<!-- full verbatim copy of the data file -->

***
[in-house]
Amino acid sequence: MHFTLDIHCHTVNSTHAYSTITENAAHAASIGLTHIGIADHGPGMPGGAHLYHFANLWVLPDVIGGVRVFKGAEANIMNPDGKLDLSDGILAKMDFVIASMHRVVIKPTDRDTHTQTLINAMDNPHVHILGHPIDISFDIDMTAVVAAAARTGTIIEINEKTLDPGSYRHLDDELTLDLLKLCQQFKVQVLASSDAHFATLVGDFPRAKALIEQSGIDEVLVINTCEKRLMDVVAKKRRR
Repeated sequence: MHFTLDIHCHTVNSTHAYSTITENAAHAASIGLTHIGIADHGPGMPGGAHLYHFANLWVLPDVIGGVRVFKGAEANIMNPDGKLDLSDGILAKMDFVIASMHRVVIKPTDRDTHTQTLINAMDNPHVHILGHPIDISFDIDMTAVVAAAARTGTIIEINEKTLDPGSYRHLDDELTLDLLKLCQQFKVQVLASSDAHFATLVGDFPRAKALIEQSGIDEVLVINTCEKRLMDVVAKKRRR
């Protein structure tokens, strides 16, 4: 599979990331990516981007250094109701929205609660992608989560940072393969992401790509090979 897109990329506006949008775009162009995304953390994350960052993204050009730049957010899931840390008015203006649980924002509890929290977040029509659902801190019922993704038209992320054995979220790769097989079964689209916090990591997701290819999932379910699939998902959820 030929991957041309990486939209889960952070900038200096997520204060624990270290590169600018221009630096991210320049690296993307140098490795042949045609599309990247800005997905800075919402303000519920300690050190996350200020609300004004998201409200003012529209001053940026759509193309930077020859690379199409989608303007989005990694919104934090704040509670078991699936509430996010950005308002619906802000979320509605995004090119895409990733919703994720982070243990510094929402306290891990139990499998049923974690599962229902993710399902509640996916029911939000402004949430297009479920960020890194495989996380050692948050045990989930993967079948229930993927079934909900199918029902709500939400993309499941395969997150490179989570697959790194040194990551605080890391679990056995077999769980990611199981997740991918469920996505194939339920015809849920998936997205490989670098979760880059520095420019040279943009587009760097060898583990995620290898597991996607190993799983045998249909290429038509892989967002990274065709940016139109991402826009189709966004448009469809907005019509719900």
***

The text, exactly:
[in-house]
Amino acid sequence: MHFTLDIHCHTVNSTHAYSTITENAAHAASIGLTHIGIADHGPGMPGGAHLYHFANLWVLPDVIGGVRVFKGAEANIMNPDGKLDLSDGILAKMDFVIASMHRVVIKPTDRDTHTQTLINAMDNPHVHILGHPIDISFDIDMTAVVAAAARTGTIIEINEKTLDPGSYRHLDDELTLDLLKLCQQFKVQVLASSDAHFATLVGDFPRAKALIEQSGIDEVLVINTCEKRLMDVVAKKRRR
Repeated sequence: MHFTLDIHCHTVNSTHAYSTITENAAHAASIGLTHIGIADHGPGMPGGAHLYHFANLWVLPDVIGGVRVFKGAEANIMNPDGKLDLSDGILAKMDFVIASMHRVVIKPTDRDTHTQTLINAMDNPHVHILGHPIDISFDIDMTAVVAAAARTGTIIEINEKTLDPGSYRHLDDELTLDLLKLCQQFKVQVLASSDAHFATLVGDFPRAKALIEQSGIDEVLVINTCEKRLMDVVAKKRRR
């Protein structure tokens, strides 16, 4: 599979990331990516981007250094109701929205609660992608989560940072393969992401790509090979 897109990329506006949008775009162009995304953390994350960052993204050009730049957010899931840390008015203006649980924002509890929290977040029509659902801190019922993704038209992320054995979220790769097989079964689209916090990591997701290819999932379910699939998902959820 030929991957041309990486939209889960952070900038200096997520204060624990270290590169600018221009630096991210320049690296993307140098490795042949045609599309990247800005997905800075919402303000519920300690050190996350200020609300004004998201409200003012529209001053940026759509193309930077020859690379199409989608303007989005990694919104934090704040509670078991699936509430996010950005308002619906802000979320509605995004090119895409990733919703994720982070243990510094929402306290891990139990499998049923974690599962229902993710399902509640996916029911939000402004949430297009479920960020890194495989996380050692948050045990989930993967079948229930993927079934909900199918029902709500939400993309499941395969997150490179989570697959790194040194990551605080890391679990056995077999769980990611199981997740991918469920996505194939339920015809849920998936997205490989670098979760880059520095420019040279943009587009760097060898583990995620290898597991996607190993799983045998249909290429038509892989967002990274065709940016139109991402826009189709966004448009469809907005019509719900």